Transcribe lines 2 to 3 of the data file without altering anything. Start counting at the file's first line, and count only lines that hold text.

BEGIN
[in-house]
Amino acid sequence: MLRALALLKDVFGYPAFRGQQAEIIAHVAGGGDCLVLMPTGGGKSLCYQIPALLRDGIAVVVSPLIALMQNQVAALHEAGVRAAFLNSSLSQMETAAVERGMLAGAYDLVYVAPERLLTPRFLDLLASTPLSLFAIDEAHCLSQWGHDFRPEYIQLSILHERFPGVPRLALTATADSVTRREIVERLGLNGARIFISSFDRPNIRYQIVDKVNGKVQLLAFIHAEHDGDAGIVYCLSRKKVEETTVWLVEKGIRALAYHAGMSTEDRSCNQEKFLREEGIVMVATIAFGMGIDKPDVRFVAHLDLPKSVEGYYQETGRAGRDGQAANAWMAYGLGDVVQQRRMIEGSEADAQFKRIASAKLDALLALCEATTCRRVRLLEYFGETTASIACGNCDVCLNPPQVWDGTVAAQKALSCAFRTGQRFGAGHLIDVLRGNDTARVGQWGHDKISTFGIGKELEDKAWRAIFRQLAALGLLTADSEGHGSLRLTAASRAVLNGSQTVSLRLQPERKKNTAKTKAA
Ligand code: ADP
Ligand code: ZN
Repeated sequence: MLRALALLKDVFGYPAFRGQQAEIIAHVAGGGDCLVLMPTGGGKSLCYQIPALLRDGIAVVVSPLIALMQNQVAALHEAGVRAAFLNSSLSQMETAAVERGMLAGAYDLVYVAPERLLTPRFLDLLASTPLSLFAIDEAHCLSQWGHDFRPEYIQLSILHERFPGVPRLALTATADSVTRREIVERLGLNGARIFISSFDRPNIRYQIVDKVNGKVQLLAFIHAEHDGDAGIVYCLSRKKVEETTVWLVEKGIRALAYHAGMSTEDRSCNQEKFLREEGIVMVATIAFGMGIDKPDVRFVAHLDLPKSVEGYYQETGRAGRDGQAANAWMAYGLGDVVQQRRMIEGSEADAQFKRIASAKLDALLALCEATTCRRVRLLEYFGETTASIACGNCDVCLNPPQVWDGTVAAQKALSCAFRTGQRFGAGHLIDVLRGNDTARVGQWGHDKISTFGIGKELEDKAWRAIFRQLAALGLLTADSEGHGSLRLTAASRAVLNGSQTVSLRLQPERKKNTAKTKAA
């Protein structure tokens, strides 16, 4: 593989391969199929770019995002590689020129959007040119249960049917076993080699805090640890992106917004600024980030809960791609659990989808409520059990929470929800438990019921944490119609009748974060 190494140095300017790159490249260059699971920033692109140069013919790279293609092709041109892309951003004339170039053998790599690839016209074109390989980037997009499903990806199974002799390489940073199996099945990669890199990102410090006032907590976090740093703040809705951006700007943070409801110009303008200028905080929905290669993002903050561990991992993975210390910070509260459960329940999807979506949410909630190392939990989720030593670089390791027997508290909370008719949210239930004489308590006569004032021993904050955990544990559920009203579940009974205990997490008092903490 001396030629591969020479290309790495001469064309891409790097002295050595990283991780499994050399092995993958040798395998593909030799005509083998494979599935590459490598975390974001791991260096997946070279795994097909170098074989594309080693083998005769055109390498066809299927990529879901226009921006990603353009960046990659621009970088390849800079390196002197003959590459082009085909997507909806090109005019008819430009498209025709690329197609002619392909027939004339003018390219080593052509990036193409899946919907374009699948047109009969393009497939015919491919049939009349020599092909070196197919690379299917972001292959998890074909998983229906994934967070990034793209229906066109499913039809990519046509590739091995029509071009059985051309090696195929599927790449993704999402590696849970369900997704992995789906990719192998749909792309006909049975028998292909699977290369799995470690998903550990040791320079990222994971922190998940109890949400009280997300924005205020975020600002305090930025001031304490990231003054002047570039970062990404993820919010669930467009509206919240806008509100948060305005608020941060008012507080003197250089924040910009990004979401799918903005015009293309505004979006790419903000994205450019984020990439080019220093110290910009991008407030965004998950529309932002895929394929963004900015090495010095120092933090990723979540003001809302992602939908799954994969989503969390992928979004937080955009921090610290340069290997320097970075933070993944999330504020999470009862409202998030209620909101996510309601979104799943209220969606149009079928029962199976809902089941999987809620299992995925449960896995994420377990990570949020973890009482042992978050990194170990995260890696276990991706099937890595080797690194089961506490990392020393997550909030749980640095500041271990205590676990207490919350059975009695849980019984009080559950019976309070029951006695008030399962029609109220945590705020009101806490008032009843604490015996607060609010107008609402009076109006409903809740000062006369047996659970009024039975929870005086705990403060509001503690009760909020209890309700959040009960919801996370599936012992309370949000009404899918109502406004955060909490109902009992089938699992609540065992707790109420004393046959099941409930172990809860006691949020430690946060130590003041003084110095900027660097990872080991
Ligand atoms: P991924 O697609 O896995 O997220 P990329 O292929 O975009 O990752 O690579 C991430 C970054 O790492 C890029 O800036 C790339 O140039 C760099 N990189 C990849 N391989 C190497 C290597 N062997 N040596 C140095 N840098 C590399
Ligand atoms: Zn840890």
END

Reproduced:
Amino acid sequence: MLRALALLKDVFGYPAFRGQQAEIIAHVAGGGDCLVLMPTGGGKSLCYQIPALLRDGIAVVVSPLIALMQNQVAALHEAGVRAAFLNSSLSQMETAAVERGMLAGAYDLVYVAPERLLTPRFLDLLASTPLSLFAIDEAHCLSQWGHDFRPEYIQLSILHERFPGVPRLALTATADSVTRREIVERLGLNGARIFISSFDRPNIRYQIVDKVNGKVQLLAFIHAEHDGDAGIVYCLSRKKVEETTVWLVEKGIRALAYHAGMSTEDRSCNQEKFLREEGIVMVATIAFGMGIDKPDVRFVAHLDLPKSVEGYYQETGRAGRDGQAANAWMAYGLGDVVQQRRMIEGSEADAQFKRIASAKLDALLALCEATTCRRVRLLEYFGETTASIACGNCDVCLNPPQVWDGTVAAQKALSCAFRTGQRFGAGHLIDVLRGNDTARVGQWGHDKISTFGIGKELEDKAWRAIFRQLAALGLLTADSEGHGSLRLTAASRAVLNGSQTVSLRLQPERKKNTAKTKAA
Ligand code: ADP